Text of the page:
Svarttjern - Misanthropic Path of Madness
Schwarzdorn Productions
Black Metal
7 songs (31:40)
Release year: 2009
Official Facebook
Reviewed by Charles
As the gentle throb of the Tibetan singing bowl fades in, a single clarinet line dances around the early stages of a delicate summer raga. As a table emerges, you realise that it is locking into an odd meter; three bars of 13/16 followed by one of ¾ time. Strange, you think. An attempt at Hindustani classical music shouldn’t be accompanied by such fusion-inflected percussion. The merging of artistic cultures here is really quite remarkable and… I seem to have put the wrong album on.

There are very few surprises lying in wait in the splendidly named Misanthropic Path of Madness, the debut album from Norway’s Svarttjern. Featuring HansFryste, currently also vocalist with Ragnarok, this is highly competent, straightforward black metal, very much in the vein of that band’s last record, Blackdoor Miracle.

The sound is powerful and blasting; a familiar tremolo blizzard with a strong current of icy melody running through. The rhythm section is impressively and relentlessly pounding, and the facility with which the band flickers between warp-speed riff ideas is also worth hearing. There are flavours of Dissection here, as well, as with the title track which almost makes the transition into that bands concoction of ethereal and deathly riffing framed with blackened sensibility. Finally the World Shall Shape is another highlight, with a slower and grinding opening forming welcome break from the relentless speed, before a rhythmic maelstrom reemerges to bludgeoning effect.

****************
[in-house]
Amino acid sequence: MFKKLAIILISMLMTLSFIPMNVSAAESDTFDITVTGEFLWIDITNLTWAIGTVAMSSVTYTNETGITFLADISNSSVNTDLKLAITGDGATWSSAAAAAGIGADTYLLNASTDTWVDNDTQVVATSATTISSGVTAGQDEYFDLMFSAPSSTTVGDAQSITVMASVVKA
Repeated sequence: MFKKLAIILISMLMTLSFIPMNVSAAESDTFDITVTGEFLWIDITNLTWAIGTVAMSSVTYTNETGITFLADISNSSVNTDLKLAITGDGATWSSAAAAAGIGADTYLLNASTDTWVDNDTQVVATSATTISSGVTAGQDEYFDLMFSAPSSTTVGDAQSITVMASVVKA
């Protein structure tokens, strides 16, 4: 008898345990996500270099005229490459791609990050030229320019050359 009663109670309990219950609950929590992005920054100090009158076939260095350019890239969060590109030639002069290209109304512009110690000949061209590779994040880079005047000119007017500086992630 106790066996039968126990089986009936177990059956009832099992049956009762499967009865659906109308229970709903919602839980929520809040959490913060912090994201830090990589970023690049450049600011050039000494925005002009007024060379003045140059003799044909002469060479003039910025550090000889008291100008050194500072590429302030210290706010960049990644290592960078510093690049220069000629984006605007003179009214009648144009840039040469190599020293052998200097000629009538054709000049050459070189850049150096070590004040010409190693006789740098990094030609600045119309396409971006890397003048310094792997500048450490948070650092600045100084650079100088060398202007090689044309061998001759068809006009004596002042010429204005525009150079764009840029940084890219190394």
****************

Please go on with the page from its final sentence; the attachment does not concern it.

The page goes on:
So it’s good, but I have to say not really all that interesting. It’s a very capable retread of a record we’ve heard a million times before. To set yourself apart playing this type of music by now you probably need to generate an utterly unspeakable level of blasphemic brutality, which Svarttjern don’t quite do. The sound is certainly powerful, and no doubt would overwhelm the majority of contenders, but it’s not quite enough to make the band into anything really exciting.

This is a worthy record that ticks all the Norse black metal boxes without really doing more than that. They at no point go out of their comfort zone; you could probably, if you weren’t really concentrating, have the first track on repeat by accident and not notice. Anyway, if you are hungry for black metal’s red meat, this is a reliable place to get it.

Killing Songs :
Finally the World Shall Shape
Charles quoted 65 / 100
Other albums by Svarttjern that we have reviewed:
Svarttjern - Shame Is Just a Word reviewed by Goat and quoted 75 / 100
Svarttjern - Towards the Ultimate reviewed by Charles and quoted 75 / 100
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